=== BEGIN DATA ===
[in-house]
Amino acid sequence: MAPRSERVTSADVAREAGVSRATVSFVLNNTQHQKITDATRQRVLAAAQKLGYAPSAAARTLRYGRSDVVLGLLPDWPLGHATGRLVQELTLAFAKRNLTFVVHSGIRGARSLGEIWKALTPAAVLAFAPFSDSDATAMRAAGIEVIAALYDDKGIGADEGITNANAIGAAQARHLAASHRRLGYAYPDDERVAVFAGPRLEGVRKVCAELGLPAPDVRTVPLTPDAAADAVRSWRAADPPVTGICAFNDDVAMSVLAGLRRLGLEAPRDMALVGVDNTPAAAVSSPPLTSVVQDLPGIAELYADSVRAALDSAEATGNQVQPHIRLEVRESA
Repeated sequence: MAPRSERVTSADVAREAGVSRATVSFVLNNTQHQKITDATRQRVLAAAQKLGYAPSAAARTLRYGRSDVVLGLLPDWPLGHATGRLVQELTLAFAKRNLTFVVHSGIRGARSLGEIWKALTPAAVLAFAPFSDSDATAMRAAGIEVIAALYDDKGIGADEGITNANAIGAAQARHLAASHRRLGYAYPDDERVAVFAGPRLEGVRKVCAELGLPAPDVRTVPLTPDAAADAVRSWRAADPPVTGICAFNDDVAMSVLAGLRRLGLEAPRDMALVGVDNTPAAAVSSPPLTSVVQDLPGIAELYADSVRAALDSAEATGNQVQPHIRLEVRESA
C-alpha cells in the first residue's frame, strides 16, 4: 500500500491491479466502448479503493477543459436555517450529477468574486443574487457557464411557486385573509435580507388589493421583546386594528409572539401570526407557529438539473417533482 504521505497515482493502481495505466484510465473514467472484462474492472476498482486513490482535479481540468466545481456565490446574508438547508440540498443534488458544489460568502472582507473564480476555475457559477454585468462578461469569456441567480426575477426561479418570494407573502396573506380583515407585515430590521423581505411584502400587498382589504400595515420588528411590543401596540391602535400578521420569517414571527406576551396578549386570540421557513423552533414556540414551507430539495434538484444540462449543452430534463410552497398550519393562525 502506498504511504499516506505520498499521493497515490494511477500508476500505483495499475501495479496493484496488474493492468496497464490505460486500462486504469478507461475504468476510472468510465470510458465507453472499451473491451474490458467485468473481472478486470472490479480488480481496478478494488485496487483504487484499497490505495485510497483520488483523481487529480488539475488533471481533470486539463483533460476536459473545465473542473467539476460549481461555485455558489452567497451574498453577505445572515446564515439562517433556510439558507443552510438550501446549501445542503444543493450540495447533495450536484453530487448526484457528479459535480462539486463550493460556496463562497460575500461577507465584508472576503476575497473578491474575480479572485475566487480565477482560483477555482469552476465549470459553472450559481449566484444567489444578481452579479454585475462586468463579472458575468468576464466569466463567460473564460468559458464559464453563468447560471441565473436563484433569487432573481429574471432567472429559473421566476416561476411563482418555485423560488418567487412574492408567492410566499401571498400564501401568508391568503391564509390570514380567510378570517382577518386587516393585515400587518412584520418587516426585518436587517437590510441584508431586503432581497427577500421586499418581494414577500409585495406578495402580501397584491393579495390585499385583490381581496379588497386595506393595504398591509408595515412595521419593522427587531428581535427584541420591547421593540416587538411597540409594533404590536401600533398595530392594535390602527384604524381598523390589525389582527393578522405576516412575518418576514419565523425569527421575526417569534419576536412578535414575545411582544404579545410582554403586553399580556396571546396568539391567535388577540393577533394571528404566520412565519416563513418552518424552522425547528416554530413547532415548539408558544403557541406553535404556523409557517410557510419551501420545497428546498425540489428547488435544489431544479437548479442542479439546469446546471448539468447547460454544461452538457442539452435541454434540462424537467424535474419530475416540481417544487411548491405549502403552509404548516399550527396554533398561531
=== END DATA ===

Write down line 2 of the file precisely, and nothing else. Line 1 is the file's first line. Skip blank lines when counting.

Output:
Amino acid sequence: MAPRSERVTSADVAREAGVSRATVSFVLNNTQHQKITDATRQRVLAAAQKLGYAPSAAARTLRYGRSDVVLGLLPDWPLGHATGRLVQELTLAFAKRNLTFVVHSGIRGARSLGEIWKALTPAAVLAFAPFSDSDATAMRAAGIEVIAALYDDKGIGADEGITNANAIGAAQARHLAASHRRLGYAYPDDERVAVFAGPRLEGVRKVCAELGLPAPDVRTVPLTPDAAADAVRSWRAADPPVTGICAFNDDVAMSVLAGLRRLGLEAPRDMALVGVDNTPAAAVSSPPLTSVVQDLPGIAELYADSVRAALDSAEATGNQVQPHIRLEVRESA